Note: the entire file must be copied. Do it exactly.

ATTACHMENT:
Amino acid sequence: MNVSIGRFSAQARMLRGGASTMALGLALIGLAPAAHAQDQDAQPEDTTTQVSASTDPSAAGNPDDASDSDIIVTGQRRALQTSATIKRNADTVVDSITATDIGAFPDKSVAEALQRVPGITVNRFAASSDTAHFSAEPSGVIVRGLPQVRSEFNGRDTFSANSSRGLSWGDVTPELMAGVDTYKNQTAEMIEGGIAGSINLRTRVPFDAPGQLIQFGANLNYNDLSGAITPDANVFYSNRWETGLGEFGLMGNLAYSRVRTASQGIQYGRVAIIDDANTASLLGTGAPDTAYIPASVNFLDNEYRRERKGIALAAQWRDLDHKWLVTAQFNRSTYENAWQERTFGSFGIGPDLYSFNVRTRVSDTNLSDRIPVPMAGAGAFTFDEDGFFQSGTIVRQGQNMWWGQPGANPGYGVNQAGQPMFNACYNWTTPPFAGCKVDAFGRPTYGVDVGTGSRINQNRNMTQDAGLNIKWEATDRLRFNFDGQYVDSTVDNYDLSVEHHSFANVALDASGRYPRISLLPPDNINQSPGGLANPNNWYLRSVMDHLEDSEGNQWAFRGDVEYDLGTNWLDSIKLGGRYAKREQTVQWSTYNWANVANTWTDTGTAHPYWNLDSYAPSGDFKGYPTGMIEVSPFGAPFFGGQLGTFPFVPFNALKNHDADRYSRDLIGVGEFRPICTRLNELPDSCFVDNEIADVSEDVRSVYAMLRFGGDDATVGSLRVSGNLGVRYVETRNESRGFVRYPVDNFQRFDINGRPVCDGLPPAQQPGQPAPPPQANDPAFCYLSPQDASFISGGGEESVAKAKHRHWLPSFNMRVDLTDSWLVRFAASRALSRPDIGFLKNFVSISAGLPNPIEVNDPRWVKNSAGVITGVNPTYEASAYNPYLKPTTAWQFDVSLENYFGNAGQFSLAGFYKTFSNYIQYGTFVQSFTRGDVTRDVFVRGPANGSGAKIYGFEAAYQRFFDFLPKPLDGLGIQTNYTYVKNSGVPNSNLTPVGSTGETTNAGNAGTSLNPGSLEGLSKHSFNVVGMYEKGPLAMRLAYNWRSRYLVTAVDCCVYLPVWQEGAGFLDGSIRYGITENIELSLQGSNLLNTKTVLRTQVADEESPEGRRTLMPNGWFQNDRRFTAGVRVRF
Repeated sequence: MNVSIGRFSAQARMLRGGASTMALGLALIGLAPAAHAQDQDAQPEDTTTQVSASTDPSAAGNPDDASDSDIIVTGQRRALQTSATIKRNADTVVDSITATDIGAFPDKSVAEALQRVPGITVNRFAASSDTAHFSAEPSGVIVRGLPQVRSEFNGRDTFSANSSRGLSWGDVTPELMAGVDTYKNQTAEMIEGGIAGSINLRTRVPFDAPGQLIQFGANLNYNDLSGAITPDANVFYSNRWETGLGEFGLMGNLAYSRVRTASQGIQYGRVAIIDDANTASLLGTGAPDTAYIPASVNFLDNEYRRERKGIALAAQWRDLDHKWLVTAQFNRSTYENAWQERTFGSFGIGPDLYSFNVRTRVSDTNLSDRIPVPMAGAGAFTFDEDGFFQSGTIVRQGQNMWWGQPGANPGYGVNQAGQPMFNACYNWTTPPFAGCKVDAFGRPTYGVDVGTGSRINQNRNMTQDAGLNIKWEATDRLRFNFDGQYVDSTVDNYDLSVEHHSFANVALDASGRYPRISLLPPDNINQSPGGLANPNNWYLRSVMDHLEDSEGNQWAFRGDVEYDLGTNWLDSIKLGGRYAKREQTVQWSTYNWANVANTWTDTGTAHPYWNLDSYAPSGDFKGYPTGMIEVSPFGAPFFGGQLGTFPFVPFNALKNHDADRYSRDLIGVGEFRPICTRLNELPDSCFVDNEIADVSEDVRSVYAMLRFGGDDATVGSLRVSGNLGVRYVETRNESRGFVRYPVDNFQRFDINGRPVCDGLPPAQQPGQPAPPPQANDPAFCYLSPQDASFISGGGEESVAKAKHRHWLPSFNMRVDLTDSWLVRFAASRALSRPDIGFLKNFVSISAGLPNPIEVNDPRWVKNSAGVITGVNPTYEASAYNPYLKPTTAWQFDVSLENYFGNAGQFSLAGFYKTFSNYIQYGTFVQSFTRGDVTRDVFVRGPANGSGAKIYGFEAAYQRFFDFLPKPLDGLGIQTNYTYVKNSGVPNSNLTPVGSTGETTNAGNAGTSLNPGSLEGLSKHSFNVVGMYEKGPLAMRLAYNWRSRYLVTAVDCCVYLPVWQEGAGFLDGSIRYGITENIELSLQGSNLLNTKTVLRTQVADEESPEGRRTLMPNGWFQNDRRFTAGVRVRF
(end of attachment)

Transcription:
Amino acid sequence: MNVSIGRFSAQARMLRGGASTMALGLALIGLAPAAHAQDQDAQPEDTTTQVSASTDPSAAGNPDDASDSDIIVTGQRRALQTSATIKRNADTVVDSITATDIGAFPDKSVAEALQRVPGITVNRFAASSDTAHFSAEPSGVIVRGLPQVRSEFNGRDTFSANSSRGLSWGDVTPELMAGVDTYKNQTAEMIEGGIAGSINLRTRVPFDAPGQLIQFGANLNYNDLSGAITPDANVFYSNRWETGLGEFGLMGNLAYSRVRTASQGIQYGRVAIIDDANTASLLGTGAPDTAYIPASVNFLDNEYRRERKGIALAAQWRDLDHKWLVTAQFNRSTYENAWQERTFGSFGIGPDLYSFNVRTRVSDTNLSDRIPVPMAGAGAFTFDEDGFFQSGTIVRQGQNMWWGQPGANPGYGVNQAGQPMFNACYNWTTPPFAGCKVDAFGRPTYGVDVGTGSRINQNRNMTQDAGLNIKWEATDRLRFNFDGQYVDSTVDNYDLSVEHHSFANVALDASGRYPRISLLPPDNINQSPGGLANPNNWYLRSVMDHLEDSEGNQWAFRGDVEYDLGTNWLDSIKLGGRYAKREQTVQWSTYNWANVANTWTDTGTAHPYWNLDSYAPSGDFKGYPTGMIEVSPFGAPFFGGQLGTFPFVPFNALKNHDADRYSRDLIGVGEFRPICTRLNELPDSCFVDNEIADVSEDVRSVYAMLRFGGDDATVGSLRVSGNLGVRYVETRNESRGFVRYPVDNFQRFDINGRPVCDGLPPAQQPGQPAPPPQANDPAFCYLSPQDASFISGGGEESVAKAKHRHWLPSFNMRVDLTDSWLVRFAASRALSRPDIGFLKNFVSISAGLPNPIEVNDPRWVKNSAGVITGVNPTYEASAYNPYLKPTTAWQFDVSLENYFGNAGQFSLAGFYKTFSNYIQYGTFVQSFTRGDVTRDVFVRGPANGSGAKIYGFEAAYQRFFDFLPKPLDGLGIQTNYTYVKNSGVPNSNLTPVGSTGETTNAGNAGTSLNPGSLEGLSKHSFNVVGMYEKGPLAMRLAYNWRSRYLVTAVDCCVYLPVWQEGAGFLDGSIRYGITENIELSLQGSNLLNTKTVLRTQVADEESPEGRRTLMPNGWFQNDRRFTAGVRVRF
Repeated sequence: MNVSIGRFSAQARMLRGGASTMALGLALIGLAPAAHAQDQDAQPEDTTTQVSASTDPSAAGNPDDASDSDIIVTGQRRALQTSATIKRNADTVVDSITATDIGAFPDKSVAEALQRVPGITVNRFAASSDTAHFSAEPSGVIVRGLPQVRSEFNGRDTFSANSSRGLSWGDVTPELMAGVDTYKNQTAEMIEGGIAGSINLRTRVPFDAPGQLIQFGANLNYNDLSGAITPDANVFYSNRWETGLGEFGLMGNLAYSRVRTASQGIQYGRVAIIDDANTASLLGTGAPDTAYIPASVNFLDNEYRRERKGIALAAQWRDLDHKWLVTAQFNRSTYENAWQERTFGSFGIGPDLYSFNVRTRVSDTNLSDRIPVPMAGAGAFTFDEDGFFQSGTIVRQGQNMWWGQPGANPGYGVNQAGQPMFNACYNWTTPPFAGCKVDAFGRPTYGVDVGTGSRINQNRNMTQDAGLNIKWEATDRLRFNFDGQYVDSTVDNYDLSVEHHSFANVALDASGRYPRISLLPPDNINQSPGGLANPNNWYLRSVMDHLEDSEGNQWAFRGDVEYDLGTNWLDSIKLGGRYAKREQTVQWSTYNWANVANTWTDTGTAHPYWNLDSYAPSGDFKGYPTGMIEVSPFGAPFFGGQLGTFPFVPFNALKNHDADRYSRDLIGVGEFRPICTRLNELPDSCFVDNEIADVSEDVRSVYAMLRFGGDDATVGSLRVSGNLGVRYVETRNESRGFVRYPVDNFQRFDINGRPVCDGLPPAQQPGQPAPPPQANDPAFCYLSPQDASFISGGGEESVAKAKHRHWLPSFNMRVDLTDSWLVRFAASRALSRPDIGFLKNFVSISAGLPNPIEVNDPRWVKNSAGVITGVNPTYEASAYNPYLKPTTAWQFDVSLENYFGNAGQFSLAGFYKTFSNYIQYGTFVQSFTRGDVTRDVFVRGPANGSGAKIYGFEAAYQRFFDFLPKPLDGLGIQTNYTYVKNSGVPNSNLTPVGSTGETTNAGNAGTSLNPGSLEGLSKHSFNVVGMYEKGPLAMRLAYNWRSRYLVTAVDCCVYLPVWQEGAGFLDGSIRYGITENIELSLQGSNLLNTKTVLRTQVADEESPEGRRTLMPNGWFQNDRRFTAGVRVRF